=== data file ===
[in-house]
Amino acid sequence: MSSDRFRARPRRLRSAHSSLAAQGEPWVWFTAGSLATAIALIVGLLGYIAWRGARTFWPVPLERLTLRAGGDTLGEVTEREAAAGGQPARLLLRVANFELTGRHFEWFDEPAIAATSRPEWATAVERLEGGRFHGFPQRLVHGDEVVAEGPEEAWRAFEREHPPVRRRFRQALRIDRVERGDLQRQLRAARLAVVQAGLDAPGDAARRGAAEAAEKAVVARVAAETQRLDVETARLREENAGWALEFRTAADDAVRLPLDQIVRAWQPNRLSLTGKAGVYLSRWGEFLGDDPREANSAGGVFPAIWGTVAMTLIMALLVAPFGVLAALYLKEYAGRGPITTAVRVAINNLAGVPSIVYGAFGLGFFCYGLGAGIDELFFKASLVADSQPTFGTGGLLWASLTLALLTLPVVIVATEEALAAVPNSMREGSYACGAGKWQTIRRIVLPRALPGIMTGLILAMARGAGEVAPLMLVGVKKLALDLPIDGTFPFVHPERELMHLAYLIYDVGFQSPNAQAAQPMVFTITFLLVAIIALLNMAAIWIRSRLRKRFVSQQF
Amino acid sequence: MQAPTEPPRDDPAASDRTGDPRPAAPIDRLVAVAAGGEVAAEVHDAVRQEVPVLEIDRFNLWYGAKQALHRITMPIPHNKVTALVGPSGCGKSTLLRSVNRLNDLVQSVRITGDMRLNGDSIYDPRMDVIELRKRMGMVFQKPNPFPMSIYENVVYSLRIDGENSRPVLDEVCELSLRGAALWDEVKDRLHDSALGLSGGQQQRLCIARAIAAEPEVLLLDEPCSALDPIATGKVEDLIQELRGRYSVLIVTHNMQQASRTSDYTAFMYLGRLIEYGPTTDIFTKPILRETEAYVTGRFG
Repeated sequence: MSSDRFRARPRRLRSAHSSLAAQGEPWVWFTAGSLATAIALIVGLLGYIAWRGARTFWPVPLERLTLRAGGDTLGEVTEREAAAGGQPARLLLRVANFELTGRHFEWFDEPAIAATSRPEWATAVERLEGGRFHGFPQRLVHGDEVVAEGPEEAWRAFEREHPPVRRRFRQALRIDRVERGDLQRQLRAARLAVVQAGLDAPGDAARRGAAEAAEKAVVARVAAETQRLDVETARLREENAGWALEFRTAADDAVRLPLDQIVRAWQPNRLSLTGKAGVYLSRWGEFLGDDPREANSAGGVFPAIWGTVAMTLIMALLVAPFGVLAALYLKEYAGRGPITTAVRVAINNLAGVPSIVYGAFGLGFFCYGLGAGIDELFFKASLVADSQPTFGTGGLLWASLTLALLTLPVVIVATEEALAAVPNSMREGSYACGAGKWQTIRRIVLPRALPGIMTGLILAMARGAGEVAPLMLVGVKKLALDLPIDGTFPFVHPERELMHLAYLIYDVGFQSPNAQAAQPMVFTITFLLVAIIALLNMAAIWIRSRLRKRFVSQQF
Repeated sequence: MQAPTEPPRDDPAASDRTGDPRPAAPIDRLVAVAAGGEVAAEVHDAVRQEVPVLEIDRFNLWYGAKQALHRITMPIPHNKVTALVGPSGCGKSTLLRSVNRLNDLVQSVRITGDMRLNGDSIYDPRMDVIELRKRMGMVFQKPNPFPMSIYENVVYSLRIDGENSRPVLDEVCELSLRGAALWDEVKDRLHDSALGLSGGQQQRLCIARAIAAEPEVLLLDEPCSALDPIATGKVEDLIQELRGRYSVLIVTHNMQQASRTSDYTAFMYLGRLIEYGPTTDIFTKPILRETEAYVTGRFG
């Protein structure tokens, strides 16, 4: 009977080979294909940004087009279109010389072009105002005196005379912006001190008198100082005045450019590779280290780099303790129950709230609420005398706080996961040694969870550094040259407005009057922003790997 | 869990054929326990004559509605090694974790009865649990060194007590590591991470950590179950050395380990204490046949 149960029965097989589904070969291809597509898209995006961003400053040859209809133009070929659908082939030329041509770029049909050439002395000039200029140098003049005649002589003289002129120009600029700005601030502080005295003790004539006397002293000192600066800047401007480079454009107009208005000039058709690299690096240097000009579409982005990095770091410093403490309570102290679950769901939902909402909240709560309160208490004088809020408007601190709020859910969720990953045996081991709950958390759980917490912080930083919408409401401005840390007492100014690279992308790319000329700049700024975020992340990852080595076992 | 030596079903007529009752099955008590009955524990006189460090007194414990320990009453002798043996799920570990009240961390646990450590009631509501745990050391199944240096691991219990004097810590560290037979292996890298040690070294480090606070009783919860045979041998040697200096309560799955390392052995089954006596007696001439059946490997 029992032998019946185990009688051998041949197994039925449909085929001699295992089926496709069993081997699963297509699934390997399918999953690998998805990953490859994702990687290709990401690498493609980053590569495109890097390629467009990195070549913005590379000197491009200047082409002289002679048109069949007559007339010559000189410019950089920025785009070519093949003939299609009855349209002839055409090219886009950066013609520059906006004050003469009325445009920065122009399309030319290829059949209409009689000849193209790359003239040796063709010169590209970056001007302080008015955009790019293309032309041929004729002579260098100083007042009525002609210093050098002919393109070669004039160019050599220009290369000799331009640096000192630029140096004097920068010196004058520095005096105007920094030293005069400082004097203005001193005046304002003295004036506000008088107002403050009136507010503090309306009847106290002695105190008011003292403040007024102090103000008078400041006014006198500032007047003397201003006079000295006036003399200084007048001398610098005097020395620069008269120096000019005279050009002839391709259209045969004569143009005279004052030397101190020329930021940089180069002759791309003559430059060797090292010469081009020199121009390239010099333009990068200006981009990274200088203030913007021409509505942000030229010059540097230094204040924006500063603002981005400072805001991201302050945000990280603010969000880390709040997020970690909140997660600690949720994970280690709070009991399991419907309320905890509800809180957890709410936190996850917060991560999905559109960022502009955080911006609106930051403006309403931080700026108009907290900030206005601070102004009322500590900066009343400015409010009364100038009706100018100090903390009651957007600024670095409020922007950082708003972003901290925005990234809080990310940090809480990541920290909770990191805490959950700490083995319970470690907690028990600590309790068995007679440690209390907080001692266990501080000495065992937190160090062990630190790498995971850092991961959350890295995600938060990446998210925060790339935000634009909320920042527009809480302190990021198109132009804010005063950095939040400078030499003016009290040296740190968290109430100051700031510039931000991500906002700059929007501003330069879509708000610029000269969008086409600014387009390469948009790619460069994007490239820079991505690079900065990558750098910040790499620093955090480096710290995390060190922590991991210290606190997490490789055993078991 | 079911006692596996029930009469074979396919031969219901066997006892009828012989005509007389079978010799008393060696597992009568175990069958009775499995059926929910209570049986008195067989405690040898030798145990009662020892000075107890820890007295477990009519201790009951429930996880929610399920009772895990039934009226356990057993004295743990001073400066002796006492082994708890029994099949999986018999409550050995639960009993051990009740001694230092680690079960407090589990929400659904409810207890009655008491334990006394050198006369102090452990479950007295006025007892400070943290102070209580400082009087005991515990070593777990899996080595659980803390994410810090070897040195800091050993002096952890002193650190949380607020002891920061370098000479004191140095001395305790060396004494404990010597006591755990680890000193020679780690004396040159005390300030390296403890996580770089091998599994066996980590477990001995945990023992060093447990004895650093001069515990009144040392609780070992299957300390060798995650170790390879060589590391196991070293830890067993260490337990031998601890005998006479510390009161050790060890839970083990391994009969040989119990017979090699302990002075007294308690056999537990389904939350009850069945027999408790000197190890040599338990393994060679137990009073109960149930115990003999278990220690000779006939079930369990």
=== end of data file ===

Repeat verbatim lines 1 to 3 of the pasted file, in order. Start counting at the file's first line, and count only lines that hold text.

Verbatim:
[in-house]
Amino acid sequence: MSSDRFRARPRRLRSAHSSLAAQGEPWVWFTAGSLATAIALIVGLLGYIAWRGARTFWPVPLERLTLRAGGDTLGEVTEREAAAGGQPARLLLRVANFELTGRHFEWFDEPAIAATSRPEWATAVERLEGGRFHGFPQRLVHGDEVVAEGPEEAWRAFEREHPPVRRRFRQALRIDRVERGDLQRQLRAARLAVVQAGLDAPGDAARRGAAEAAEKAVVARVAAETQRLDVETARLREENAGWALEFRTAADDAVRLPLDQIVRAWQPNRLSLTGKAGVYLSRWGEFLGDDPREANSAGGVFPAIWGTVAMTLIMALLVAPFGVLAALYLKEYAGRGPITTAVRVAINNLAGVPSIVYGAFGLGFFCYGLGAGIDELFFKASLVADSQPTFGTGGLLWASLTLALLTLPVVIVATEEALAAVPNSMREGSYACGAGKWQTIRRIVLPRALPGIMTGLILAMARGAGEVAPLMLVGVKKLALDLPIDGTFPFVHPERELMHLAYLIYDVGFQSPNAQAAQPMVFTITFLLVAIIALLNMAAIWIRSRLRKRFVSQQF
Amino acid sequence: MQAPTEPPRDDPAASDRTGDPRPAAPIDRLVAVAAGGEVAAEVHDAVRQEVPVLEIDRFNLWYGAKQALHRITMPIPHNKVTALVGPSGCGKSTLLRSVNRLNDLVQSVRITGDMRLNGDSIYDPRMDVIELRKRMGMVFQKPNPFPMSIYENVVYSLRIDGENSRPVLDEVCELSLRGAALWDEVKDRLHDSALGLSGGQQQRLCIARAIAAEPEVLLLDEPCSALDPIATGKVEDLIQELRGRYSVLIVTHNMQQASRTSDYTAFMYLGRLIEYGPTTDIFTKPILRETEAYVTGRFG